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Alcohol-related trauma cases double since ban lifted- WC Health Dept

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By Tauhierah Salie

The Western Cape Health Department has revealed that trauma cases in the province have doubled since the move to level 2 lockdown last week, many of which have been alcohol-related. Various field hospitals have closed since then, due to the number of Covid 19 infections and hospitalizations stabilizing.

Speaking to VOC on Tuesday, chief of operations Dr Saadiq Kariem explained that the department has been consistently keeping track of the statistics and that the influx of people returning to work and the accompanying increase in movement of people now able to visit family and attend gatherings of up to 50 people, has contributed to admissions. However, that there is a “clear association” between the lifting of the alcohol ban and increases in trauma cases.

“Every time it’s been lockdown and opened, over three or four periods, we see this pattern (where) the trauma numbers jump up dramatically. A lot of these patients require intensive care, while 85% of these had alcohol (in their system),” he said.

Dr Kariem revealed that the number of trauma cases at the provinces biggest hospitals have doubled when comparing the weekend of the 15-16 August 2020 to those of the weekend passed, 22-23 August 2020. The hospitals that were monitored are inclusive of Groote Schuur Hospital, Tygerberg Hospital, Somerset Hospital, Khayelitsha Hospital and Mitchells Plain Hospital.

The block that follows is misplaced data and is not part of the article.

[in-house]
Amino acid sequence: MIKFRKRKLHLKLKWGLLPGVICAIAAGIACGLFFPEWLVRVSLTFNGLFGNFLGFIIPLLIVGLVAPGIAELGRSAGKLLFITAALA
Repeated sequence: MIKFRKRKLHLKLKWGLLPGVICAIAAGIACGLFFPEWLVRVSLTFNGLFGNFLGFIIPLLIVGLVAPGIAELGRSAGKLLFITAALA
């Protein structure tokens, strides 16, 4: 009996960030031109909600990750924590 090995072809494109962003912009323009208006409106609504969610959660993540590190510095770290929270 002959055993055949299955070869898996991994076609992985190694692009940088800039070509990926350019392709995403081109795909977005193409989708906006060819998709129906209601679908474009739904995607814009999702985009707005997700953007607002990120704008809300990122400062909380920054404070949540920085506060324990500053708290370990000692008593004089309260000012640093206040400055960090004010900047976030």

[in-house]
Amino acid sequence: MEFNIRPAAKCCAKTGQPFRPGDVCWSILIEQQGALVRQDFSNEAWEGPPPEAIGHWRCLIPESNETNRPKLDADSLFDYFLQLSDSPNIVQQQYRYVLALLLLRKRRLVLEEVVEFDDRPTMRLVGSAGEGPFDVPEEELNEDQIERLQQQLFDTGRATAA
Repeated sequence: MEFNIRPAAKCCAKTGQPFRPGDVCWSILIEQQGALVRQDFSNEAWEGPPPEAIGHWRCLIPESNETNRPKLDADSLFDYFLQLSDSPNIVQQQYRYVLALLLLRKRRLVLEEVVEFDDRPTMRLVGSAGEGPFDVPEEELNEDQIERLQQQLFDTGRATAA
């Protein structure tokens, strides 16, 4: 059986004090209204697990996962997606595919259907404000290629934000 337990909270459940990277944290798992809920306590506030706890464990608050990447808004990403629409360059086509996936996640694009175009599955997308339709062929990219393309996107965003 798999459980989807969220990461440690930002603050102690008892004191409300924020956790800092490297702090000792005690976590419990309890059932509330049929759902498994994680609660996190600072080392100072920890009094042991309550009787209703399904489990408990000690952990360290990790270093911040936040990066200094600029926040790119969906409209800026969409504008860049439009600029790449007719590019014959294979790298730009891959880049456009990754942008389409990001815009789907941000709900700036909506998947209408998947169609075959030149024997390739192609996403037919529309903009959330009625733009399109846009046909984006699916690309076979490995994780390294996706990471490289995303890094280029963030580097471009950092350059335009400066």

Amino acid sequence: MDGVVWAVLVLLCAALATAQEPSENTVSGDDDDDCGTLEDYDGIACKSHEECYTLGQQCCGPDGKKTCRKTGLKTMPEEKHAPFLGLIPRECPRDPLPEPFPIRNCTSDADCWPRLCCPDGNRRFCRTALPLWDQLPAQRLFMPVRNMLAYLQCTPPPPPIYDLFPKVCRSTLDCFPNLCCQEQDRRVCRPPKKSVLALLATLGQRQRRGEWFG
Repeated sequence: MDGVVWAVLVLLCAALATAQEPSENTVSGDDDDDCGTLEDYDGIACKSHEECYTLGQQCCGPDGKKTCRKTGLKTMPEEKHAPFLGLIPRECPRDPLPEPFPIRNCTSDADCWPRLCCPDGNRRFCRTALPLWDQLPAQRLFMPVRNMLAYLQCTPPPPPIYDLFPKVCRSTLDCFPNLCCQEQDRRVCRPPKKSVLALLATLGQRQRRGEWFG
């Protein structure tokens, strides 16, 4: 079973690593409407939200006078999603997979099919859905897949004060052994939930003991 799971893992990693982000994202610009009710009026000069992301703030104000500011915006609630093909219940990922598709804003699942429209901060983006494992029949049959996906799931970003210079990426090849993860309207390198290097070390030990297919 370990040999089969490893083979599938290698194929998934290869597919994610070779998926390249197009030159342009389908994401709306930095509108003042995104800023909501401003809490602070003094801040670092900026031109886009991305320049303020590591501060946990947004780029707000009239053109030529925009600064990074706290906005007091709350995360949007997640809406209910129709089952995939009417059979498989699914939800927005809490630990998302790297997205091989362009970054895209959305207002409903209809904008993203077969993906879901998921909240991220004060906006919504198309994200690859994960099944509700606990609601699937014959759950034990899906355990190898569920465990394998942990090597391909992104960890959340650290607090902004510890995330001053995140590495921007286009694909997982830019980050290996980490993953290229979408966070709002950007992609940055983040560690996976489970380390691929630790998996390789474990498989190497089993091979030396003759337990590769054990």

“Unfortunately, it was another, traumatic weekend over the Cape Flats. To give you an example at Mitchells Plain hospital, the weekend before we roughly had 25 patients over a 24-hour period. This weekend, that number jumped to 55. The same pattern holds for virtually all the other hospitals where the trauma cases either doubled or more than doubled.”

Using Mitchells Plain hospital’s admissions as an example once more, Dr Karriem gave a description of the nature of the incidents.

“There were 12 gunshot wounds, 25 penetrating assaults- mostly stabbings, 11 blunt assaults and 11 pedestrian and motor vehicle accidents. At one of the other hospitals, unfortunately, we had a few cases of Gender-Based Violence as well,” said Dr Kariem.

He added however that the provincial health department is confident that it has enough capacity to cater to both Covid-19 and trauma cases.

“We are able to accommodate the trauma’s and covid-19 cases; fortunately, because our numbers are decreasing in the province. We measure the occupancy rate and over the past few days it is still hovering over the 71% mark,” he said.

Meanwhile, Transport Minister Fikile Mbalula has revisited talks of the demerit system, where a zero   percent alcohol limit for drivers remains a possibility.

The minister had on Monday called for a review and tightening of alcohol laws, following accidents and arrests involving drunk drivers over the weekend. The latest fatalities include three Tshwane metro police officers who died in a head-on collision while chasing a suspected drunk driver.

The Transport department is in the process of implementing the Administrative Adjudication of Road Traffic Offences Act.

VOC


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